Dr. Ana Lebl

Split, Croatia

Monday, October 2, 2017

Whitney Bank Presentation Room

Thomas Hall, Loyola University

free admission and free parking on campus (West Road Garage and the Horseshoe)

Co-sponsored by the Department of Classical Studies and the New Orleans Society of the Archaeological Institute of America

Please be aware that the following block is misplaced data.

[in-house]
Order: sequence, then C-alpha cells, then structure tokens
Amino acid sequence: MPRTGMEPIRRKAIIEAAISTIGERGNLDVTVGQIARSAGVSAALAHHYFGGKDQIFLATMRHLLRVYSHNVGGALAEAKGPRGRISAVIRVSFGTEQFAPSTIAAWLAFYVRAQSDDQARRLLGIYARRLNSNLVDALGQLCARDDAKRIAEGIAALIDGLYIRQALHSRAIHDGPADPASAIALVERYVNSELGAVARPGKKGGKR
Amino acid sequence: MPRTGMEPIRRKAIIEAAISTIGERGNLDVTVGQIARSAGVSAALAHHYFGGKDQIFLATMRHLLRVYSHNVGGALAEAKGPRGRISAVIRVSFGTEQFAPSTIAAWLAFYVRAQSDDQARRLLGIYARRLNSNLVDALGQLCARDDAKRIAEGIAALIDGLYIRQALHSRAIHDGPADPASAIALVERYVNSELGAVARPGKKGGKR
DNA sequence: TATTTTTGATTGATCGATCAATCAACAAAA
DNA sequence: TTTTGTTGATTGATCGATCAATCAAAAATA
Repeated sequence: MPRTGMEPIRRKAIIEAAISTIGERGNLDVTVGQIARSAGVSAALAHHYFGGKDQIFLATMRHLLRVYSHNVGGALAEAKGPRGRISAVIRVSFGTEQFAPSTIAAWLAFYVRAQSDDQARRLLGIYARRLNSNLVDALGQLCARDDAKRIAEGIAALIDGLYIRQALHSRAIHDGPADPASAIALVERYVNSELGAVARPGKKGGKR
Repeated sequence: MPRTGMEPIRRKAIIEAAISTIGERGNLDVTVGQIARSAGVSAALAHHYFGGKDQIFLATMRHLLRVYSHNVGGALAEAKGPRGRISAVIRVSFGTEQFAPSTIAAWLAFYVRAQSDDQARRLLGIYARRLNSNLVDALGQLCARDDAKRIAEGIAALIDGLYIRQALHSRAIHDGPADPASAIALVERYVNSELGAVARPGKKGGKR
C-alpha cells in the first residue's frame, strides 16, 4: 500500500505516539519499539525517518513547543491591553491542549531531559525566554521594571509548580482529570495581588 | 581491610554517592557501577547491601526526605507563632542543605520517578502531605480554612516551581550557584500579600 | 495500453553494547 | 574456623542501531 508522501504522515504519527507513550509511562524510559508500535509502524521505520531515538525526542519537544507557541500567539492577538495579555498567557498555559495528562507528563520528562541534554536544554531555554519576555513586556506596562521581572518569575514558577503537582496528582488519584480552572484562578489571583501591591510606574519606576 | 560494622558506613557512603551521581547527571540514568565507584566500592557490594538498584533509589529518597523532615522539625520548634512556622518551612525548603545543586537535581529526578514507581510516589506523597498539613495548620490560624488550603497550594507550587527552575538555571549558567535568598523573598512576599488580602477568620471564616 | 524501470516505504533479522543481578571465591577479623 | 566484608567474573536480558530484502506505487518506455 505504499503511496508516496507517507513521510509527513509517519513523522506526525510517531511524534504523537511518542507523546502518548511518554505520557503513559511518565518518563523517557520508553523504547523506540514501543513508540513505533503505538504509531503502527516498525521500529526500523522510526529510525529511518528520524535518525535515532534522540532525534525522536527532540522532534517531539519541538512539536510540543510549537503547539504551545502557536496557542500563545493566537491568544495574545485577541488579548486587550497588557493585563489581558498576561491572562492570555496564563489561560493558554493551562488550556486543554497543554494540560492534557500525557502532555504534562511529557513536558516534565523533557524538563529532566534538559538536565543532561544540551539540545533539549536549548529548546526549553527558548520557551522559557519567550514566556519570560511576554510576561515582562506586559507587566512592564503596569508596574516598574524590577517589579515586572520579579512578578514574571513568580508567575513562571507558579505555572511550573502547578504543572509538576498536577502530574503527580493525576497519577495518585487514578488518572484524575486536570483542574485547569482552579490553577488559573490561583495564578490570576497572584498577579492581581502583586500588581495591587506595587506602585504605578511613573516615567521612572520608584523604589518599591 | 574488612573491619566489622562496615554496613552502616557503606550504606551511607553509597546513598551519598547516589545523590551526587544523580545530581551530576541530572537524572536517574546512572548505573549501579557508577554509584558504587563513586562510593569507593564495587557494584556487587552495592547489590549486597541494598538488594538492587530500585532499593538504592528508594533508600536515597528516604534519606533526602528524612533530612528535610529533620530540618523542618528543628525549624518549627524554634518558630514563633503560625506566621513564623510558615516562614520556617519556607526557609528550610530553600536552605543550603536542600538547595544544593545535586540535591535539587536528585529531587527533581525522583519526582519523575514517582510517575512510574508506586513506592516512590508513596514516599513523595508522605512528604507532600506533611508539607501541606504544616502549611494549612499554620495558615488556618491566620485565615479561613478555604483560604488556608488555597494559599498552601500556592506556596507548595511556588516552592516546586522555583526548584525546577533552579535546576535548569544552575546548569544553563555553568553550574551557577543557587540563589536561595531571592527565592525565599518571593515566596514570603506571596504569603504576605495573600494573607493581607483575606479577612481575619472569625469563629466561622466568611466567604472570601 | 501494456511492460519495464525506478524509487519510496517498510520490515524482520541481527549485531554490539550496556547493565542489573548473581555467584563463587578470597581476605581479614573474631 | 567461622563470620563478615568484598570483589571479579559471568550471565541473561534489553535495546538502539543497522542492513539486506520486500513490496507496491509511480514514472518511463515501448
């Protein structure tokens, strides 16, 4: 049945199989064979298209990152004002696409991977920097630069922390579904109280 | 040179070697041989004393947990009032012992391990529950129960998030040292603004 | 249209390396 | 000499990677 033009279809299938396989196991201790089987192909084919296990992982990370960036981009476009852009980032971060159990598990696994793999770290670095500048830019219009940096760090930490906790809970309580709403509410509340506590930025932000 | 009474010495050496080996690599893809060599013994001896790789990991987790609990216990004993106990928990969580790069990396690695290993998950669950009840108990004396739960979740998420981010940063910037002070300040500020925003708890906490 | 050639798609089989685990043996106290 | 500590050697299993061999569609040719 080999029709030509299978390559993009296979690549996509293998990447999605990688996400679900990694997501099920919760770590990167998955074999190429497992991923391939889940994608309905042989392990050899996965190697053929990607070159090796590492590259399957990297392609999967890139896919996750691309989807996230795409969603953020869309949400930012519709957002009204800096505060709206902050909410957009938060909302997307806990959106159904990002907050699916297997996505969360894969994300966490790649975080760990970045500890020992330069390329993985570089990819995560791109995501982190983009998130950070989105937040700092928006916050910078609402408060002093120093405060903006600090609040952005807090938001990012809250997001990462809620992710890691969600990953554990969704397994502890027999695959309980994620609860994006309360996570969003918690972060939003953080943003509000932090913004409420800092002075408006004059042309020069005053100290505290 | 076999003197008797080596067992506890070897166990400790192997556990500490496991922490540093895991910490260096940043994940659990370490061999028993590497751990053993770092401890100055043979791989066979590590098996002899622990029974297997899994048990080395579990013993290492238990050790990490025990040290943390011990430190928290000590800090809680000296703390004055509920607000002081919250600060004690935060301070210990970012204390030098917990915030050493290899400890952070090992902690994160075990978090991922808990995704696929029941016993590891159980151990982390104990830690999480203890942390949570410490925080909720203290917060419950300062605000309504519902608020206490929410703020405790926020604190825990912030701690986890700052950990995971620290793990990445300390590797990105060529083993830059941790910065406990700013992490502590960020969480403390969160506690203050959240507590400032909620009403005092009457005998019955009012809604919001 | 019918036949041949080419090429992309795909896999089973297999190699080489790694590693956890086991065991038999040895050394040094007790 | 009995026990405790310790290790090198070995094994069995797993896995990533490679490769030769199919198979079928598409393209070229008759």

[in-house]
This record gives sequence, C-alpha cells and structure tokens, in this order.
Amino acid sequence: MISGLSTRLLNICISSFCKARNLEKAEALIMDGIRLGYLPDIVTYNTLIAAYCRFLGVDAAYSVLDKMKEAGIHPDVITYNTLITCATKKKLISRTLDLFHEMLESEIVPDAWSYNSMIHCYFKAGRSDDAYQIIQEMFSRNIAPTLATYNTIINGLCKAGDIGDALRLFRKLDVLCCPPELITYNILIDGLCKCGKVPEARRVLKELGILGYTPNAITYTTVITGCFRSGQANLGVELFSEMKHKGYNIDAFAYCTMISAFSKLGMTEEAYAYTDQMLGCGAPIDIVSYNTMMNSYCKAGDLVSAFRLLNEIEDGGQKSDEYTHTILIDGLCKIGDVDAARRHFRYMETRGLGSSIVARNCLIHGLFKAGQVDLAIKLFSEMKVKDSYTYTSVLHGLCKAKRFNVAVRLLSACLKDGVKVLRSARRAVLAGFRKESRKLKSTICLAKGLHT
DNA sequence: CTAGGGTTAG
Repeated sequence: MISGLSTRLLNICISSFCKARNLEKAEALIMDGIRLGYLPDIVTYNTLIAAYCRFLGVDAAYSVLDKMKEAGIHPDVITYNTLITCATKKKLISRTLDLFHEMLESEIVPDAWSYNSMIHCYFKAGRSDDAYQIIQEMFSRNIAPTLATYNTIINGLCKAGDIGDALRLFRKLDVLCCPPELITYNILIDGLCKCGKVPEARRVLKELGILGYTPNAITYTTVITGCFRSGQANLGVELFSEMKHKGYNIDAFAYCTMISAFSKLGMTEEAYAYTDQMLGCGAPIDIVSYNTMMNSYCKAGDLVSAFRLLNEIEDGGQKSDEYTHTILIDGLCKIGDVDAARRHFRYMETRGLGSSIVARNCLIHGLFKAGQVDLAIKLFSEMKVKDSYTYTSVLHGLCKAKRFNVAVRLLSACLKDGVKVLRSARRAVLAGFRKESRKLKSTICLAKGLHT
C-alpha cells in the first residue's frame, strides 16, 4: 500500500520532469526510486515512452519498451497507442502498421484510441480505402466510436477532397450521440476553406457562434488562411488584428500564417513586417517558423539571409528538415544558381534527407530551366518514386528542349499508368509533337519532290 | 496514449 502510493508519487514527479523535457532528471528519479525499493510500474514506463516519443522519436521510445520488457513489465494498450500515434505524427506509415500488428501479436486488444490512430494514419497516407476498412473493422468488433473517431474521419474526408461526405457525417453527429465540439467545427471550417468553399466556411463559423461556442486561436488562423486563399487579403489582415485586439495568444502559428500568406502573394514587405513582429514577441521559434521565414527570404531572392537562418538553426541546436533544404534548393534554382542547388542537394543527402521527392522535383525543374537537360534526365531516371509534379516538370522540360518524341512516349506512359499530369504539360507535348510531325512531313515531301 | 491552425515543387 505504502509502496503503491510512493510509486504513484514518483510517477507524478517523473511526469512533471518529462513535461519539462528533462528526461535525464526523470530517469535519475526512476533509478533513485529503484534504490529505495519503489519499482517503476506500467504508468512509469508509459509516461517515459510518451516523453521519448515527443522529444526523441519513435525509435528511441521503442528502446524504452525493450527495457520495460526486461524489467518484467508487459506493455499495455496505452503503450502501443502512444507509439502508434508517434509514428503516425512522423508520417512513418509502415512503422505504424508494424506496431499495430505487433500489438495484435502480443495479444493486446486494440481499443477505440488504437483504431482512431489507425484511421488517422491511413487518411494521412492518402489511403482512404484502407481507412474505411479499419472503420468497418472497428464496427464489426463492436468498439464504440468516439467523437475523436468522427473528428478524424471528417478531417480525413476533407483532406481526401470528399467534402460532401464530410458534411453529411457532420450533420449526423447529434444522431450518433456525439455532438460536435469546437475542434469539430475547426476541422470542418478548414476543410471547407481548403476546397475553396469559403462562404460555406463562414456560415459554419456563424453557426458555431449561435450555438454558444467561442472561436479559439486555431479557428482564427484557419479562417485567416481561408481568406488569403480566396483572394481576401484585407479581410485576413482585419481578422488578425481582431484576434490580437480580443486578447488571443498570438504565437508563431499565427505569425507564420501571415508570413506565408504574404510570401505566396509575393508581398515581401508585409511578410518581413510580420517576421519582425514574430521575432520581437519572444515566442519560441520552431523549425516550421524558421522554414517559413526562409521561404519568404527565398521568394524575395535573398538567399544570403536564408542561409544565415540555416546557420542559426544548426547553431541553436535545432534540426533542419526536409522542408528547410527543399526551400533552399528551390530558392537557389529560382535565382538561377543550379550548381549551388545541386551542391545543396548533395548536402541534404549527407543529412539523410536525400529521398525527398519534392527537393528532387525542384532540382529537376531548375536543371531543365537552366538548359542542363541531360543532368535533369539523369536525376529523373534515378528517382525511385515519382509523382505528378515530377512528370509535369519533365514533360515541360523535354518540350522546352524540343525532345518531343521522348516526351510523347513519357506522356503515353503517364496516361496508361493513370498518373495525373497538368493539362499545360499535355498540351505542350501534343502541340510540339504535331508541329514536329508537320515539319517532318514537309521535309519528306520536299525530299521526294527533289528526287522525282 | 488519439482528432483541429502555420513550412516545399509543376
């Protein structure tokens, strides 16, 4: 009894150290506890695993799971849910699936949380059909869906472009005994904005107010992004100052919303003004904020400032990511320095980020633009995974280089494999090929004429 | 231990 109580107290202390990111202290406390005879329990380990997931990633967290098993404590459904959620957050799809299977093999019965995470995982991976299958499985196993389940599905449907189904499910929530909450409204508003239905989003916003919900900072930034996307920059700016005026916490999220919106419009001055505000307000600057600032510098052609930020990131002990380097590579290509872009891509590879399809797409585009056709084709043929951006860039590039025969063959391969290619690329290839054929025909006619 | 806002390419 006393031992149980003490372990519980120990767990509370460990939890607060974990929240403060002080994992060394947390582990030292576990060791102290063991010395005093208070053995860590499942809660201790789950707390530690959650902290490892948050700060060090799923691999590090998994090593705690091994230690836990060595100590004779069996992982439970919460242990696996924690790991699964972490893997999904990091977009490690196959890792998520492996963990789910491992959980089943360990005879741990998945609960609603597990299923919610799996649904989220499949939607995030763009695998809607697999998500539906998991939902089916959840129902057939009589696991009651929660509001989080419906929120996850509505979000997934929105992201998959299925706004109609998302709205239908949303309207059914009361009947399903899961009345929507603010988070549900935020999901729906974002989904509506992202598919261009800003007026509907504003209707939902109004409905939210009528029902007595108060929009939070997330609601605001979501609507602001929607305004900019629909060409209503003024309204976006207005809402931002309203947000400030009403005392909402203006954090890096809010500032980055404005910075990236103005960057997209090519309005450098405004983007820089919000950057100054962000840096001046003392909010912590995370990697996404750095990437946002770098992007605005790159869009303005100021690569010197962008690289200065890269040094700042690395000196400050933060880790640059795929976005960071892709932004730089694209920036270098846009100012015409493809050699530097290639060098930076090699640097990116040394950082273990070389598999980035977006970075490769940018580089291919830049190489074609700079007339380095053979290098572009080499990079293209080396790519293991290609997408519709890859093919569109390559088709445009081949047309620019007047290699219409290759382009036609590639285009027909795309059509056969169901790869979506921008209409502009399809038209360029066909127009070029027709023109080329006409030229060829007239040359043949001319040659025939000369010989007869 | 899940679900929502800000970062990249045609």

Archaeological and historic sources provide evidence for the strong Jewish presence on the Eastern Adriatic coast since the antiquity. Jews had an important role in trade and other economic activities, particularly in Salona, the capital city of the Roman province of Dalmatia and the most important harbor and market place in that part of the Empire. Based on historical and archaeological research, we have recently proved the presence of a substantial Jewish community within Diocletian’s Palace in Split, situated only a few miles from Salona. Although the Jewish community of Split never surpassed 300 people, it has a rich history and has been very important for the economic and cultural life of the city. In the 16th century, when Sephardic Jews from the Ottoman Empire and from Venice settled in Split, a new synagogue was established in the northwest part of Diocletian’s Palace, in the midst of the Jewish quarter, which was later called the ghetto. In the second half of the sixteenth century Daniel Rodrigez, a Spanish Jew from Venice enlarged the port of Split and founded what became the largest lazaretto in the Mediterranean. He also established the Jewish cemetery on the Marjan hill overlooking the city. The eighteenth century saw the arrival of the Ashkenazi Jews, and modern developments they brought to the city. In the nineteenth century cement industry, a distillery, a book shop, a print house, and a bank were all introduced by several prominent Jewish families. Half of the community perished in the Holocaust, and during the recent war in Bosnia, Jewish refugees from Sarajevo found safe heaven in Split. Today a tiny, but vibrant community of around 100 members plans to open a Jewish museum and thus become more attractive, boost local Jewish identity, enhance the quality of the community life and make it sustainable.